In short, this means that the issue you reported did not meet the definition of a system problem.
Most people submit system problem reports with a good faith belief that they're reporting a problem with our system. So it can be surprising and frustrating to see that we did not agree with their assessment, and we totally understand that.
We take all system problem reports seriously. When we close one as not a system problem, we're not blowing it off, we're not just doing it to be jerks, and we're not trying to pretend a problem doesn't exist. We investigate the issue enough to figure out what's going on. Typically, we can see exactly what the problem is, and it's not a system problem. However, the generic "not a system problem" response doesn't provide that information. (To understand why we do this, please see this FAQ entry.)
We find that members sometimes submit invalid system problem reports if they have a misconception about what such reports are for or how they work. One such misconception is that system problem is a synonym for important. This is not the case, and attempting to report something as a system problem because it's important to you is a recipe for frustration. The report will be closed, everyone involved will be irritated, and you will have to start over with lost time and an even higher frustration level.
We also find that members are sometimes confused about which support mechanism is right for their situation. System problem reports are not a way to get support, free or otherwise. If you want the fastest possible response about something important to you, then maintaining an active subscription membership is by far the best way to obtain that. If you're not sure which support mechanism is right for your needs or you prefer not to pay for support, try asking in our member forum first.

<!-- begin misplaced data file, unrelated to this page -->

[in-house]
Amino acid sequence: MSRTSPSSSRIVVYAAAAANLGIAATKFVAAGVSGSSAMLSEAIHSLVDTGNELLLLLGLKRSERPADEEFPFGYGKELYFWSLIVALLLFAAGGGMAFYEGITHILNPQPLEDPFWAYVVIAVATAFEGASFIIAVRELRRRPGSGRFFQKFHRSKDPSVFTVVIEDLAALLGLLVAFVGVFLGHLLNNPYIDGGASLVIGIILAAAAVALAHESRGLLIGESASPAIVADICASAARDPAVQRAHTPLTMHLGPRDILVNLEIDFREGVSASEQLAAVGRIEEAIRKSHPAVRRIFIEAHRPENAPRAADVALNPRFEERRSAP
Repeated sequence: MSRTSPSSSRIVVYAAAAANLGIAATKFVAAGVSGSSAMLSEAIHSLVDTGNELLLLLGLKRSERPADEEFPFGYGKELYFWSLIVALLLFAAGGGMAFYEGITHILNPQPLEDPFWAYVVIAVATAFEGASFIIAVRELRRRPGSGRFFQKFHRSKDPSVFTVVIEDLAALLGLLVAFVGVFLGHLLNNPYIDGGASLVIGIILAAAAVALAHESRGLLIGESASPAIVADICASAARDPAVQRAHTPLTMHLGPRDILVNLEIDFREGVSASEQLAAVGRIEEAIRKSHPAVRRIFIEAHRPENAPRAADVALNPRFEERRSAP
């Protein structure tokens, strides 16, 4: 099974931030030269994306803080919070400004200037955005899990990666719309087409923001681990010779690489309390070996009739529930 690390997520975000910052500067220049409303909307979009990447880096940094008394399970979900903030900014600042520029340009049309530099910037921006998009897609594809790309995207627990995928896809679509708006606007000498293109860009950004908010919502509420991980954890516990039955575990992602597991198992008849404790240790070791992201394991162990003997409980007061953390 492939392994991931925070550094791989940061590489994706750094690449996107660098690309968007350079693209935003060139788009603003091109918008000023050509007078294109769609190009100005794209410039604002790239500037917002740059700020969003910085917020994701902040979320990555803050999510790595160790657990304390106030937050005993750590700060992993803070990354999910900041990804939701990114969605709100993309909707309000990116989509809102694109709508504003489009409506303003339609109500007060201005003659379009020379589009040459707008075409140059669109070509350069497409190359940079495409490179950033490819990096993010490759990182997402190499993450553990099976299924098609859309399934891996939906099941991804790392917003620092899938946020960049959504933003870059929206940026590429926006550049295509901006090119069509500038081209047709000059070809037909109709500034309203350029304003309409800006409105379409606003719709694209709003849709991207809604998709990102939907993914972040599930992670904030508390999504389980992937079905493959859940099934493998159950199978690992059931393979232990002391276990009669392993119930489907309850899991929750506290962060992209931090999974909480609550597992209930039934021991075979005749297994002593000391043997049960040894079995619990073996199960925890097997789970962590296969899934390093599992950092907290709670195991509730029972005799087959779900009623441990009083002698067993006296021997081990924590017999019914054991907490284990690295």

Another difficulty we encounter is an inappropriate definition of "system problem." Anything that doesn't work as expected, this theory goes, qualifies as a "system problem" because the system is not working as expected, and that's a problem. This is not the case. We have meticulously defined exactly what constitutes a system problem. Please ensure you're using our definition when reporting a system problem since that's what we will use when responding to the report.
Here are a few examples of common issues that may appear to be system problems but aren't:
- I cannot log in to ssh. (Member is using the wrong login credentials or has a local firewall issue blocking access.)
- I get permission denied when trying to upload. (Member is trying to upload to the wrong directory.)
- My site is down, but I can still see (other site). (Member's domain is expired, or an Internet network between us and their ISP is having a problem.)
- My email forwarding is silently dropping email. (Member's email is forwarded properly but dropped at the far end; we do not silently drop messages -- they bounce, get quarantined, or get forwarded.)
- My XYZ suddenly broke, and it must be a system problem because I haven't touched it in ages. (XYZ depends on ABC, which was discontinued by its developers years ago, and we finally had to drop it after warning we would well in advance.)
Any one of those could be critically important to the person reporting them, but even if that's true, they still aren't system problems and can't be addressed through the system problem report facility.
If you do get a "not a system problem" response, your next course of action -- if you can't figure it out on your own -- should be to contact us through one of our member support options. This is true especially if you're sure we got it wrong because, at that point, you need to talk to someone, and system problem reports aren't a way to do that.